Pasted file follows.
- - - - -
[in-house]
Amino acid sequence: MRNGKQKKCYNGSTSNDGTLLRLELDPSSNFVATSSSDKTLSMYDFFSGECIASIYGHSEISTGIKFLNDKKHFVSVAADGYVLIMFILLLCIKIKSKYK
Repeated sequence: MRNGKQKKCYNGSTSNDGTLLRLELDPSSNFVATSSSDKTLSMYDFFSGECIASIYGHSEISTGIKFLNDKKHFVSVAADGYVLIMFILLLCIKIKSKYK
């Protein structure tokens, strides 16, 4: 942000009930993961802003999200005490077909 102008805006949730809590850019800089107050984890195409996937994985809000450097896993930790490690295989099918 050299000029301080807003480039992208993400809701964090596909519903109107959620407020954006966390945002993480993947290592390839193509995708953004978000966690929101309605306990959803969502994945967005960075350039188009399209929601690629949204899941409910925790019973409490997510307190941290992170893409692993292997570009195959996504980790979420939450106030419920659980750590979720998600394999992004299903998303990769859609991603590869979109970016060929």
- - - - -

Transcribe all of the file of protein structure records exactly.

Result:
[in-house]
Amino acid sequence: MRNGKQKKCYNGSTSNDGTLLRLELDPSSNFVATSSSDKTLSMYDFFSGECIASIYGHSEISTGIKFLNDKKHFVSVAADGYVLIMFILLLCIKIKSKYK
Repeated sequence: MRNGKQKKCYNGSTSNDGTLLRLELDPSSNFVATSSSDKTLSMYDFFSGECIASIYGHSEISTGIKFLNDKKHFVSVAADGYVLIMFILLLCIKIKSKYK
């Protein structure tokens, strides 16, 4: 942000009930993961802003999200005490077909 102008805006949730809590850019800089107050984890195409996937994985809000450097896993930790490690295989099918 050299000029301080807003480039992208993400809701964090596909519903109107959620407020954006966390945002993480993947290592390839193509995708953004978000966690929101309605306990959803969502994945967005960075350039188009399209929601690629949204899941409910925790019973409490997510307190941290992170893409692993292997570009195959996504980790979420939450106030419920659980750590979720998600394999992004299903998303990769859609991603590869979109970016060929």